What To Do If Movers Are Holding Your Things Hostage

Asha Kennedy
Researcher & Writer
Read More
February 09, 2022
5 min read

Hiring a professional moving company can be a huge financial investment—and if you’ve shelled out thousands of dollars for one but didn’t get what you paid for, you may feel like you’ve been scammed. 

Keep reading if you are worried that your moving company is holding your belongings hostage and learn more about what to do if this happens to you.


Contact your coordinator

If you are experiencing a moving delay and feel like you’ve been waiting too long for delivery, don’t panic! Take a deep breath, and then call (or email) your move coordinator. Document all attempts to contact them if you are unable to reach them—this will help in case you need to escalate the issue to management.

As long as your moving company isn’t asking you for more money, you shouldn’t have any reason to believe it is holding your things hostage. If your moving company requests more money to release your shipment to you, keep reading.


Take a look at your contract

Your mover is bound to the terms of your signed contract. This includes pickup and delivery dates. Should your delivery be delayed, most reputable moving companies will offer a “moving day claim” or “delivery day claim” for reimbursement for out-of-pocket daily life expenses while you wait for delivery.

What are the different types of contracts?

Your moving company generally provides you with an estimate at the beginning of your move, which you and your original salesperson should sign. This estimate should either be nonbinding, binding, or binding-not-to-exceed. 

Nonbinding estimates: If your estimate is nonbinding, you may be required to pay additional fees if your final weight or services needed were different from the ones on your original estimate. However, per federal law, you should not have to pay more than 110% of your originally estimated price.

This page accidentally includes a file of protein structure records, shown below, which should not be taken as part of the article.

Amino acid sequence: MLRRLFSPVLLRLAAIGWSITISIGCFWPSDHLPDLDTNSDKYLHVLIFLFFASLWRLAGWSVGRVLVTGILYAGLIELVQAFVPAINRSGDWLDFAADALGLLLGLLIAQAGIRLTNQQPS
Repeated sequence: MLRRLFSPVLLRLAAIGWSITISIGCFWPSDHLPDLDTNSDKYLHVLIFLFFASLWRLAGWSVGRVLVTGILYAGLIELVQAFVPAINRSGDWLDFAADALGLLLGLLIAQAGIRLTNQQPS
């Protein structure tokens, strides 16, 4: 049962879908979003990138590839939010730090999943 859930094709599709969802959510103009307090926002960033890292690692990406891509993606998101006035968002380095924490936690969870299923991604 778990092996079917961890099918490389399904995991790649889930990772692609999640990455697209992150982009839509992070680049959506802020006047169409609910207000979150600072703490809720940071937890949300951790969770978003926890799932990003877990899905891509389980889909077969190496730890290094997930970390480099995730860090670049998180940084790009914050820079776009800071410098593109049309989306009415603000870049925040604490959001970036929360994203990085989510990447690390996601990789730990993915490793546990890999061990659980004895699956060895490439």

Binding or binding-not-to-exceed: If your estimate was binding (or binding-not-to-exceed) and you paid 100% of the estimated costs, then your moving company should not be asking you for more money at delivery.

Bullhorn
Moving with a broker could be costly.

Be wary: moving scams are more common with moving brokers, especially if they’re not registered with the Federal Motor Carrier Safety Administration (FMCSA). This is because moving brokers are technically the middle person—they do not own any trucks or employ moving professionals. Instead, they are sales teams that book your move and then sell it to an actual moving company, and they do not have the same responsibilities as moving companies do.


Notify law enforcement

According to the Better Business Bureau (BBB), you should call the cops if you feel like a moving company has “failed to live up to its promises to you,” or if they’re holding your things hostage. 

The police may only be able to step in if a moving company has broken a local or state law, but it’s a good idea to have a record of the filing if you have to take further action.


Contact the right agencies

Again, you can contact the Better Business Bureau to file a formal complaint against your moving company if it has failed to address them with you directly. This may encourage the company to respond more quickly to your concerns. 

You can also reach out to the Federal Motor Carrier Safety Administration (FMCSA) if you’ve hired a moving company for a state-to-state move and feel like you’ve been scammed. Your filing could “trigger a federal enforcement investigation against the mover.” If it ends up ruling in your favor, the FMCSA can fine a mover up to $10,000 a day for holding your things hostage. Here’s what you’ll need to file a complaint with the FMCSA:

  • Your name, address, and telephone number
  • The name, address, and telephone number of the moving company or broker your hired
  • Origin and destination cities for your shipment
  • U.S. Department of Transportation (U.S. DOT) and Motor Carrier (MC) identification numbers, if available
  • Your explanation of the violations you believe you witnessed

If you’ve hired a moving company or broker for an in-state move, you’ll want to contact the state agency (or consumer protection department) that regulates moving companies in your area. For example, if you live in California, you can contact the Bureau of Household Goods and Services to file a complaint against a mover.